Tinder Press 2014 cover. Image: goodreads.com
There was buzz around this novel a long time before publication. I started seeing the #thisbeautiful hashtag on Twitter in I think May, a full five months before the publication date. Promotion seems to be starting earlier and earlier for books these days! As long as we keep it up and don’t forget the books by the time they are published…
I am writing the first part (at least) of this review in June, shortly after having read #thisbeautiful. I thought it best to get my thoughts down when the book is still fresh in my mind.
First let’s talk about that title. If I Knew You Were Going To Be This Beautiful I Never Would Have Let You Go. Aside from the fact that I keep thinking ‘never’ and ‘would’ should be the other way around, to me it sounds more like the title of a poem than a novel. Or at least a prose poem (does anyone write those anymore?). It is a phrase that the author has clearly pored over and crafted to make it just right – otherwise it wouldn’t be so important to include all of it in the title. At first I just thought it was way too long, but after having read the book I see that it is necessary in its own way. While this is not a long novel it is one that is complex and rambling, filled up with stories and images. It is the story of a group of friends over one summer in the 1970s, and the story of so many other young people living with the presence and aftermath of war.
Katie narrates our story for us. She lives on Long Island, at Elephant Beach. ‘The Beach’ is a place but it is also like another character. It influences everyone that comes to live in it, and while it captures some it drives others away. Katie lives there with her adopted mother, and she feels a great sense of security in the familiarity of life at the beach, of seeing the same people in the same places everyday and always having something to do and people to see. She and most of her friends are in their late teens and are just leaving school. They are simultaneously independent and heavily reliant on their parents, and exist in a strange limbo between childhood and adulthood. Katie recounts memories of growing up with the people around her, and their lives as small children do not seem very far away – but already they are dealing and taking drugs, having sex in cars and falling asleep, barefoot and drunk, on the beach. They are bored and adventurous in the way that most teenagers are, but they are also overshadowed by the war in Vietnam. They all know someone who has been to fight, whether or not they returned. They all know that the war is complicated and morally unstable, and they all yearn for love and stability – though I doubt they would really characterise it that way.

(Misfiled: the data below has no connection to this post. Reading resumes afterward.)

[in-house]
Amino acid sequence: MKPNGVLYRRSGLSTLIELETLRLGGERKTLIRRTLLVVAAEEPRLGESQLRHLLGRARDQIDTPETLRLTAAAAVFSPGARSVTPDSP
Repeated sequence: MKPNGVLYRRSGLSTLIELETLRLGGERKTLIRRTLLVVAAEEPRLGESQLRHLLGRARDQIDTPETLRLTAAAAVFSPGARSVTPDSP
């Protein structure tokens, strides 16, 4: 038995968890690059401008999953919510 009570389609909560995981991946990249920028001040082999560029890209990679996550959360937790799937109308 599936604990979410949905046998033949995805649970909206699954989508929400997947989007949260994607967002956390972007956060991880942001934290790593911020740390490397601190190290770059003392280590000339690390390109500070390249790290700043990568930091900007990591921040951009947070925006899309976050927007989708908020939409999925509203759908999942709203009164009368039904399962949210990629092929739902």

Katie and her friends are essentially hippies – they reminded me a lot of the ‘disaffected’ young people that Joan Didion writes about in her essay ‘Slouching Towards Bethlehem’ (included in the collection of the same name). They live in San Francisco in the 1960s, and though they exist in a very different environment there are stark similarities. Drugs and sex abound, as well as a lack of parental authority and the attitude that everything will be alright if you just ‘go with the flow’. They live in a supposedly amazing and almost idyllic place that should give them a wonderful life, but the reality of that life is almost nothing like the ideal – that applies to both Didion’s subjects as well as Katie and her friends. She tells us about several of them in little ‘vignettes’, a chapter dedicated to each incredible story.
As well as disillusionment and apathy, these young people also have to deal with unplanned pregnancies. There are several of these in the book and Katie relates the tales of three of her female friends, one who has the baby and struggles to cope and eventually moves away from the beach with her boyfriend; one who has her baby adopted and then joins a communal Christian household; and one who has a secret abortion, at which Katie is present. I felt these girls’ desperation and sadness, as well as their guilt at doing things ‘wrong’ and not being ‘good’. It is easy to forget that at this point the pill was not available to everyone, and abortions were illicit (though legal in the state of New York). These girls are not guided by their mothers, sisters, or (it seems) sex education at school, and have to muddle through on their own. There is a relaxed attitude to sex (though Katie and some of her younger friends are still yet to experience it), but no one is prepared for the consequences. To me this demonstrated the importance of not leaving young people like these to entirely fend for themselves – they have no support or help from anyone except each other, and they are all clueless.
This Beautiful is not particularly plot-driven. It is more a portrait of a time, and a group of people, and a place. Katie serves as a good narrator as not much seems to happen to her in comparison to her friends, and she is a good observer of the drama around her. Yet she is still just as lost and naive as the rest of them, and often wonders about the mother who gave her away – particularly when faced with her friends’ impending parenthood. Was her mother also some lost young girl, afraid of the future and growing up? Was she also without guidance and support, left to deal with things on her own? While Katie and her friends are a product of their era, perhaps the youth of every generation cannot escape the confusion of growing up.
Published in October 2014 by Tinder Press (UK). My copy was kindly provided by the publisher for review.
You can read more about Judy Chicurel here.